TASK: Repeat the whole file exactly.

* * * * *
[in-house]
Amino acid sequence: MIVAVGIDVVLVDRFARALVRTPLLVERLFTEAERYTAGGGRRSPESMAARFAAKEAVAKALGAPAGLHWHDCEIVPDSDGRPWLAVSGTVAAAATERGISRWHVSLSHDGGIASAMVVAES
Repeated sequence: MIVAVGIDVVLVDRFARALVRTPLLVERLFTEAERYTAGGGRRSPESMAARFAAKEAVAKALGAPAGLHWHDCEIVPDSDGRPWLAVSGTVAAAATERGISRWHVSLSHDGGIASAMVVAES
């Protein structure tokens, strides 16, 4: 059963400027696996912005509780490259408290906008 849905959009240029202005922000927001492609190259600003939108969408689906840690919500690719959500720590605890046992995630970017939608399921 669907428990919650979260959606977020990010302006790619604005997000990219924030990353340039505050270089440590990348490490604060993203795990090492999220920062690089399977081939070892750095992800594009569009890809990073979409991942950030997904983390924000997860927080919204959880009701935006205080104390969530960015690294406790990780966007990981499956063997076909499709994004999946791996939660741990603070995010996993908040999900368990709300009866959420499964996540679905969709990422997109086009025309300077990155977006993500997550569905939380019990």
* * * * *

[in-house]
Amino acid sequence: MIVAVGIDVVLVDRFARALVRTPLLVERLFTEAERYTAGGGRRSPESMAARFAAKEAVAKALGAPAGLHWHDCEIVPDSDGRPWLAVSGTVAAAATERGISRWHVSLSHDGGIASAMVVAES
Repeated sequence: MIVAVGIDVVLVDRFARALVRTPLLVERLFTEAERYTAGGGRRSPESMAARFAAKEAVAKALGAPAGLHWHDCEIVPDSDGRPWLAVSGTVAAAATERGISRWHVSLSHDGGIASAMVVAES
């Protein structure tokens, strides 16, 4: 059963400027696996912005509780490259408290906008 849905959009240029202005922000927001492609190259600003939108969408689906840690919500690719959500720590605890046992995630970017939608399921 669907428990919650979260959606977020990010302006790619604005997000990219924030990353340039505050270089440590990348490490604060993203795990090492999220920062690089399977081939070892750095992800594009569009890809990073979409991942950030997904983390924000997860927080919204959880009701935006205080104390969530960015690294406790990780966007990981499956063997076909499709994004999946791996939660741990603070995010996993908040999900368990709300009866959420499964996540679905969709990422997109086009025309300077990155977006993500997550569905939380019990």